Category Archives: novels

The prevention of war books?

In her 1937 autobiography, Three Ways Home, Sheila Kaye-Smith considers the commercial failure of her wartime novel Little England: The explanation [...] does not lie entirely in the book itself, but also in the time of its appearance. that must share the responsibility for the small impression that it made. It was a war book, […]

Poetry and prose

In his first-rate Ivor Gurney documentary on BBC4 yesterday, Tim Kendall rightly pointed out that Gurney is exceptional among Great War poets because of his specificity (naming fellow-soldiers), his communication of soldiers’ conviviality, and his depiction of the routine of military life. It struck me that these are exactly the qualities I value in war […]

The ‘Bomb Shop’ crowd

In Sheila Kaye-Smith’s 1943 novel of three wars, Tambourine, Trumpet and Drum, there is a 1917 scene in which Myra, youngest of the novel’s four sisters, goes to Proudlock’s, a London café where ‘of an evening one usually met the young men who by day hung around the Bomb Shop – the bookseller’s of the […]

Prison Libraries

I by and large keep contemporary politics out of this blog, but I’m utterly fuming at the Justice Secretary’s decision to prevent prisoners being sent books as presents. They must buy them from their meagre wages, he says, or rely on the prison library. I’m sure that prison libraries have improved since 1917, but I […]

‘I was playing golf the day that the Germans landed…’

I’m currently reading Sheila Kaye-Smith’s excellent 1943 novel, Tambourine, Trumpet, Drum (Thanks, Pat, for suggesting it.) The novel is in three parts, corresponding to the three wars: Boer War, Great War, World War II. At the start of August 1914, a young woman  teases her sister, who has been playing golf while the rest of […]

An August Bank Holiday Lark

This Northern Broadsides play takes its title from Philip Larkin’s poem MCMXIV, and the publicity flyers gave a good idea to expect. A close community in the pre-war golden summer, whose dreams and lives would be shattered by war. In other words – a presentation of the standard ‘futility’ interpretation of the Great War, what […]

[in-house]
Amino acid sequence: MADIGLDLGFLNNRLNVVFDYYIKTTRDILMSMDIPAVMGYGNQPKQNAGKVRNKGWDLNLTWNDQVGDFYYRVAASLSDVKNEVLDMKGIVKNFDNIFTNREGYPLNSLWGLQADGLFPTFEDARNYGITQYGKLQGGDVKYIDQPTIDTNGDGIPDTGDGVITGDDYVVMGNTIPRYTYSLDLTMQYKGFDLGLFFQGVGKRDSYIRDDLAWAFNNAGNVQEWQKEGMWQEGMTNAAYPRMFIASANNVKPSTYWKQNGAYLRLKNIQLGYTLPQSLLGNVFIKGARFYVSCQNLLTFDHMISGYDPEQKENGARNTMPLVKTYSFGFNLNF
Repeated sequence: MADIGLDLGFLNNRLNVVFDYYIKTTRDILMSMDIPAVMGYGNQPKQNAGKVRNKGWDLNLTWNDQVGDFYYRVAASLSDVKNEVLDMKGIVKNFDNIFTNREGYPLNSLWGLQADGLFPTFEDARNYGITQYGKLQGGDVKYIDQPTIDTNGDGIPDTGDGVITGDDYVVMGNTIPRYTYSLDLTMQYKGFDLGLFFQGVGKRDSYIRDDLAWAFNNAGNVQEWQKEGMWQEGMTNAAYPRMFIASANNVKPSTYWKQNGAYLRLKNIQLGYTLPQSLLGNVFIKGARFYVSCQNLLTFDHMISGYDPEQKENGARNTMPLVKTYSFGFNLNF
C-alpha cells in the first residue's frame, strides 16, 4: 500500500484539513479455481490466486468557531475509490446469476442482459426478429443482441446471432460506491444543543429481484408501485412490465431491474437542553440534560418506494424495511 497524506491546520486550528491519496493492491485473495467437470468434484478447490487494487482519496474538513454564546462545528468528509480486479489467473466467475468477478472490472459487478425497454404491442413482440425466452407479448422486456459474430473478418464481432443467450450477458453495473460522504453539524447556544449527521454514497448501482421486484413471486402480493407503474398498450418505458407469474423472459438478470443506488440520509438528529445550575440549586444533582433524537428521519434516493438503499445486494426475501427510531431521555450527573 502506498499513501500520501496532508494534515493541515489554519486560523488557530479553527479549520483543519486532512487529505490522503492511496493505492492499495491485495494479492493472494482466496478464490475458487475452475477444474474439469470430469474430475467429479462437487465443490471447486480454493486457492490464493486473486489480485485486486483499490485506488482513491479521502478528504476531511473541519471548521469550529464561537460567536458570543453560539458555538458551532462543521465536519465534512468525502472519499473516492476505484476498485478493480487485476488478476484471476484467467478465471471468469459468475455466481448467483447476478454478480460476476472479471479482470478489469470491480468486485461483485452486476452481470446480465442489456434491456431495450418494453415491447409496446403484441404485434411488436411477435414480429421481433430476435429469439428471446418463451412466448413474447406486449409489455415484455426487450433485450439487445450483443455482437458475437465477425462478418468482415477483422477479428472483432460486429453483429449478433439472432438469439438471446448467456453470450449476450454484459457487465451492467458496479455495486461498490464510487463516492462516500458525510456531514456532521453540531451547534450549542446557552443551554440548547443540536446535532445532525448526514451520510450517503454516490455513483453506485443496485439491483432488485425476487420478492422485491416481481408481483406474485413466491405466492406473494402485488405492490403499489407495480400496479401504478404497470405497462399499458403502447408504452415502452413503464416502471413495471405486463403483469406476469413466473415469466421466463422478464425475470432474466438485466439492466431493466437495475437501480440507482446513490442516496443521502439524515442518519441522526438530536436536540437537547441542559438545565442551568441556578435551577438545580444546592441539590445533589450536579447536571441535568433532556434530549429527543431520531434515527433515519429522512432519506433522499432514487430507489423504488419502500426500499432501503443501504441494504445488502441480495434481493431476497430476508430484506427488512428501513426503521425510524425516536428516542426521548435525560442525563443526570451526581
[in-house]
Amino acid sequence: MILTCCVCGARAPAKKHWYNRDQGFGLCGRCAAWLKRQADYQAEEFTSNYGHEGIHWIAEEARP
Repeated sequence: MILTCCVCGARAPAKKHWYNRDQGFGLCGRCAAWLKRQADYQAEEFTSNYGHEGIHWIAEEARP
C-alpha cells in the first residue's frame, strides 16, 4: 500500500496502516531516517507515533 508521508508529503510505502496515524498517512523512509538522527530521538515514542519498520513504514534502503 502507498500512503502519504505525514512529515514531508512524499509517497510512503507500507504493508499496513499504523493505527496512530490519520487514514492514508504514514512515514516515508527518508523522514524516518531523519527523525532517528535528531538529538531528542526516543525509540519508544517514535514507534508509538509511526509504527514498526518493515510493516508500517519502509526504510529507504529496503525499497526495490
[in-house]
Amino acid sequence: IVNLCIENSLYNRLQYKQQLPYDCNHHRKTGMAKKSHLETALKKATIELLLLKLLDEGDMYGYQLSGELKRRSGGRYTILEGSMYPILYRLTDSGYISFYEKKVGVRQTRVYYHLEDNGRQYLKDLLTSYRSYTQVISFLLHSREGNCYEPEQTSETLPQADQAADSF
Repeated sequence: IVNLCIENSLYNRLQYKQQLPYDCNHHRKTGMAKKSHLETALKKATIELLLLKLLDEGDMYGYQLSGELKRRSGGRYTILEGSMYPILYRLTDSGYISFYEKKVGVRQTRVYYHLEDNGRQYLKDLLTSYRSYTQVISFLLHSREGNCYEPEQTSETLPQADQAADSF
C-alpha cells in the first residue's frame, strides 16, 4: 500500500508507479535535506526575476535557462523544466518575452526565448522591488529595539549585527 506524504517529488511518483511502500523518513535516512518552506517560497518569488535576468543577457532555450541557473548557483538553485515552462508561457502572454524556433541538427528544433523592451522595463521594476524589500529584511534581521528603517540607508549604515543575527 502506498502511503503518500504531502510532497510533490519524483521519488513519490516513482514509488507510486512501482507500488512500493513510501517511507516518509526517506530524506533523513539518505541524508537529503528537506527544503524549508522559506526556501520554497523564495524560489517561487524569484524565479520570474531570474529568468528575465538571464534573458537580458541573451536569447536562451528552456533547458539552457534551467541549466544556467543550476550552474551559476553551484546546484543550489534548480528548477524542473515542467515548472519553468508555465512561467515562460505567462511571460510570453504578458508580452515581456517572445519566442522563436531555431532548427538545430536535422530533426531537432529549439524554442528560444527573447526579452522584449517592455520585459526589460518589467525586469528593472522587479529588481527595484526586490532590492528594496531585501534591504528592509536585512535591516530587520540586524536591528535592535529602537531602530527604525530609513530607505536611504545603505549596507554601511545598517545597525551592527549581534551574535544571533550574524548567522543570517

Arnold Bennett’s ‘The Vanguard’

My review of Arnold Bennett’s The Vanguard (sometimes known as The Secret Vanguard)  is now online at the Reading 1900-1950 site. http://bit.ly/1jHImKy

‘The Making of an Officer’

I’ll be giving a talk on ‘Sapper’ in a couple of months’ time, so have been looking at some of his minor works. One that I’d not previously known about is this pseudonymous book, published in 1916: The book collects a short series of pseudonymous articles written by H. C. McNeile for the Times. (Was […]

The Diabolic Kaiser

In the French thriller Rouletabille Chez Krupp (1917) by Gaston Leroux, the hero and his sidekick enter a workshop of the Krupp factory complex where furnaces are blazing: Dante shivered when he entered the last circle of hell… and glimpsed the monarch of the empire of tears… It was with chattering teeth that ‘s companion […]

Meanings of mud

Like many other  heavy-duty readers I often find myself in the middle of two or more books at the same time. At the moment I’ve got two novels on the Kindle app of my tablet that could not be more different, though both are about the Great War. One is Helen Dunmore’s latest novel, The […]

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